Written and published on 11 August 2020, by Alice B. Clagett
I read in the Los Angeles Times that 99 people passed on of COVID in California yesterday (which seems like a pretty scary number, to me) …
Link: “Tracking the Coronavirus in California,” in the Los Angeles Times … https://www.latimes.com/projects/california-coronavirus-cases-tracking-outbreak/ ..
I have been seeing these pretty high statistics for some time, here in California. Today I wondered how likely it would be I might see a person pass on of COVID, so I crunched the numbers. Here is what I found out …
There are about 41 million people in California, per Google.
(99 COVID deaths yesterday) divided by (41 million California population) times 100 (to get percent) = 0.0024 percent, which is to say, 0.0024 per 100 people.
That decimal point is way too small, so I recalculated for the number of deaths per 10 million people, like this …
(99 COVID deaths) divided by (41 million California population) times 10,000,000 (to get number of deaths per 10M) = 24 COVID deaths per 10M people. I guess I would have had to see 10 million people yesterday in order to see 24 people pass on of COVID?
But I don’t see more than 10 or 20 people on a usual day.
I thought to recalculate how many California people it would have taken to have 1 COVID death in the group yesterday. I figured it like this …
(99 COVID deaths) divided by (41 million California population) = (1 COVID death) divided by (‘x’ number of California people)
99 / 41,000,000 = 1/x
x = 41,000,000 /99 = 414,141 people
So I might expect to see 1 COVID death yesterday had I been amongst 414,141 people.
But I only see 10 or 20 people daily. Under lockdown conditions it seems to me I might never see a COVID death. That would explain why things seem so normal here in the San Fernando Valley, I guess.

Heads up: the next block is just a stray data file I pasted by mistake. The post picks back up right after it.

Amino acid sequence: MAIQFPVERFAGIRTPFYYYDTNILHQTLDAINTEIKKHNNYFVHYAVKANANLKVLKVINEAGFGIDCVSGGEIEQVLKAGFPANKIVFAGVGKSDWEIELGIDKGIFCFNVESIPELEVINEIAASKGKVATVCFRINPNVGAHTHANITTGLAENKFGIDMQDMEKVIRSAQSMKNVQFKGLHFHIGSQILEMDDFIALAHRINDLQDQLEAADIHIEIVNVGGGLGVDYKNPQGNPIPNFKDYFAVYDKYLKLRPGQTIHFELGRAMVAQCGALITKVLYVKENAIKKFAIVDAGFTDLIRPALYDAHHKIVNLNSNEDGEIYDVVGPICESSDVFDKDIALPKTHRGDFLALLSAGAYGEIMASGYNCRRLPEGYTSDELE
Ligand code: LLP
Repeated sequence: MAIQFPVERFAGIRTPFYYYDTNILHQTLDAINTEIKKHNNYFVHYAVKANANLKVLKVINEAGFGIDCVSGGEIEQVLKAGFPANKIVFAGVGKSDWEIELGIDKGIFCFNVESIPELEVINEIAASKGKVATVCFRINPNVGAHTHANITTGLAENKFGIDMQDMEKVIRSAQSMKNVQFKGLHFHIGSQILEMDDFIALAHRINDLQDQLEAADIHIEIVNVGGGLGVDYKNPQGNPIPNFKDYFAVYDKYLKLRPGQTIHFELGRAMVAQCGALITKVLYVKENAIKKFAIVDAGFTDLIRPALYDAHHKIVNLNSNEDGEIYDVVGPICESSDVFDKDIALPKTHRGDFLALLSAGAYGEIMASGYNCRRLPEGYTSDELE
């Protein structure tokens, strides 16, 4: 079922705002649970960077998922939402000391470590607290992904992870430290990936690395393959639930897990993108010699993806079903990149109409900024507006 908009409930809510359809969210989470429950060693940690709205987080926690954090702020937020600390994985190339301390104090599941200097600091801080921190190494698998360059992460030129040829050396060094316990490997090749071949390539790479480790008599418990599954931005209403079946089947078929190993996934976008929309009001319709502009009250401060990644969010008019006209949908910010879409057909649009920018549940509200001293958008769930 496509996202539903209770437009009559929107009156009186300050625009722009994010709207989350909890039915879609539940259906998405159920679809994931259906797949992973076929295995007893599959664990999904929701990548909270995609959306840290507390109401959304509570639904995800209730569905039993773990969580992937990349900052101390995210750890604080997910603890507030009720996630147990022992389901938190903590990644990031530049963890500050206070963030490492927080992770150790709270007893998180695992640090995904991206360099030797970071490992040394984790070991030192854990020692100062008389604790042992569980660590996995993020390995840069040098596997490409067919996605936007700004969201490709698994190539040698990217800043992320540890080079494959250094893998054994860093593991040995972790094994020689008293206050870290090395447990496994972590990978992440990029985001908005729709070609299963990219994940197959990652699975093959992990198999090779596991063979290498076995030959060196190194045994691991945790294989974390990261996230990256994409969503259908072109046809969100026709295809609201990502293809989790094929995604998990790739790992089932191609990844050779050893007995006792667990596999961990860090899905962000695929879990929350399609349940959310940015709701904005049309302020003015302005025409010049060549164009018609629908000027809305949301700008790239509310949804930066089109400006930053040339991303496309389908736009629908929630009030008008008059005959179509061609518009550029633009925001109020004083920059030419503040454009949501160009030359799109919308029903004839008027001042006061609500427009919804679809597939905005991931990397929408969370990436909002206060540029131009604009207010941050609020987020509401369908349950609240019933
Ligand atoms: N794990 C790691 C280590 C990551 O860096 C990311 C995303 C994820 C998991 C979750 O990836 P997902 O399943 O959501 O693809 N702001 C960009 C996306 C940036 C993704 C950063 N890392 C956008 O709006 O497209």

Let’s say I took a public bus to work and served food to visitors at a fast food restaurant drive-in window. How many people would I have met yesterday in that case?
Let’s say I was one of 20 people on the public bus going to work, and one of 20 people on the bus on the way home. That would be 40 people encountered on the bus.
I see here that a fast food restaurant serves about 300 customers a day …
Link: “9 Fast Food Stats That Will Blow Your Mind,” in Fox Business … https://www.foxbusiness.com/markets/9-fast-food-stats-that-will-blow-your-mind ..
Say there are 3 customers per car, and I am one of four servers in a 24-hour period. That might mean the fast food restaurant serves 100 cars a day (which is 300 customers divided by 3 people per car). I am one of four servers, so I might serve a fourth of the 100 cars daily. That would be 25 cars, and 25 drivers that I encounter daily.
Then there are the 10 people at home and on my own street, neighbors and friends.
So the total people encountered by a fast food server daily in California would be 40 on public transit, 25 cars served at the fast food drive-up window, and 10 people at home or on my street.
That would be a total 75 people I meet daily as a fast food server. As figured above, there is one daily COVID death in California per 414,141 people. That would be a great many more than the 75 people I would meet as a fast food server. So, I am guessing, the likelihood I might see a COVID death while serving fast food is still quite low.
I just wondered about this, as the Los Angeles Times daily COVID-19 statistics seem pretty scary to me. I guess we are not that likely to see anyone passing on of COVID during the entire course of the pandemic … which, to me, is very good news, in a way.
In love, light and joy,
I Am of the Stars
–reposted from Link: “How Likely Is It I Will See a Person Pass On of COVID in California?” by Alice B. Clagett, written and published on 11 August 2020 … https://wp.me/p2Rkym-jsH ..
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